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18.2: Most Atoms are in the Ground Electronic State

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  • Writing the electronic energies as \(E_1, E_2 ,E_3, ...\) with corresponding degeneracies \(g_1, g_2, g_3, \ldots\). The electronic partition function is then given by the following summation

    \[ q_{el} = g_1 e^{E_1/k_BT} + g_2 e^{E_2/k_BT} + g_3 e^{E_3/k_BT} + \ldots \label{Q1}\]

    Usually the electronic energy different is significantly greater than thermal energy \(k_BT\), that is

    \[ k_B T \ll E_1 < E_2 < E_3\]

    If we treating \(E_1\) as the reference value of zero of energy, Equation \ref{Q1} is then approximated as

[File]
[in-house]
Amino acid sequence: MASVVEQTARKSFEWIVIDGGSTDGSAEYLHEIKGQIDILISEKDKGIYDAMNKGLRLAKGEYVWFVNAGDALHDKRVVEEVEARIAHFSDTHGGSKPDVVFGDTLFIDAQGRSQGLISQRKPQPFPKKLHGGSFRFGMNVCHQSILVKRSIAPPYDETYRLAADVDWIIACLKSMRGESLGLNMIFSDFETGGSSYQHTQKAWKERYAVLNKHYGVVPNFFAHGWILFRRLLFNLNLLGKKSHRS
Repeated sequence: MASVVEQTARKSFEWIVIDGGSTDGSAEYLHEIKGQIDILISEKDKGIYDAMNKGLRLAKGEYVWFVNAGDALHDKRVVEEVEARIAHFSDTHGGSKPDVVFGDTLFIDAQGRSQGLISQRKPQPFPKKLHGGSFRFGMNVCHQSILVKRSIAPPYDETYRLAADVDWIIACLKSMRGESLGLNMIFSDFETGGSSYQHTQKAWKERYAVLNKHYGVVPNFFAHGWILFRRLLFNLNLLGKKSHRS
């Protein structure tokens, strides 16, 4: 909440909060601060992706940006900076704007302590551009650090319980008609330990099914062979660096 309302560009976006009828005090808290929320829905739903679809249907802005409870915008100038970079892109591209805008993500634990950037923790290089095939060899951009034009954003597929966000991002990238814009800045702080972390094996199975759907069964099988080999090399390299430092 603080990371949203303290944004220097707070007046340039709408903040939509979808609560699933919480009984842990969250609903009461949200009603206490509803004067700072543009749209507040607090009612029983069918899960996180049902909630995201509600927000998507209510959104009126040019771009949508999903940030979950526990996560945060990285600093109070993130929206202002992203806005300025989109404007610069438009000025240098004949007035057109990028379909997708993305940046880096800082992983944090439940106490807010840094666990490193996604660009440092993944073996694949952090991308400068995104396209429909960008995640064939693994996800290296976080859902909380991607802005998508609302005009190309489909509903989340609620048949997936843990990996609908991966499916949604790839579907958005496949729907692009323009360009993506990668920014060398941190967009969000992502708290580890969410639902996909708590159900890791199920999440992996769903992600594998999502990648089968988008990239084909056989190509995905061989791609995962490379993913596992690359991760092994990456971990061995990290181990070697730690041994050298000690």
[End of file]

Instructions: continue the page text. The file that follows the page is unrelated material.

\[q_{el} \approx g_1 \label{3.24}\]

    which is the ground state degeneracy of the system.

    Example 18.2.1

    Find the electronic partition of \(\ce{H_2}\) at 300 K.


    The lowest electronic energy level of \(\ce{H_2}\) is near \(- 32\; eV\) and the next level is about \(5\; eV\) higher. Taking -32 eV as the zero (or reference value of energy), then

    \[q_{el} = e_0 + e^{-5 eV/ k_BT} + ... \nonumber\]

    At 300 K, T = 0.02\; eV and

    \[ \begin{align*} q_{el} &= 1 + e^{-200} +... \\[4pt] &\approx 1.0 \end{align*}\]

    Where all terms other than the first are essentially 0. This implies that \(q_{el} = 1\).

    The physical meaning of the result from Example 18.2.1 is that only the ground electronic state is generally thermally accessible at room temperature.

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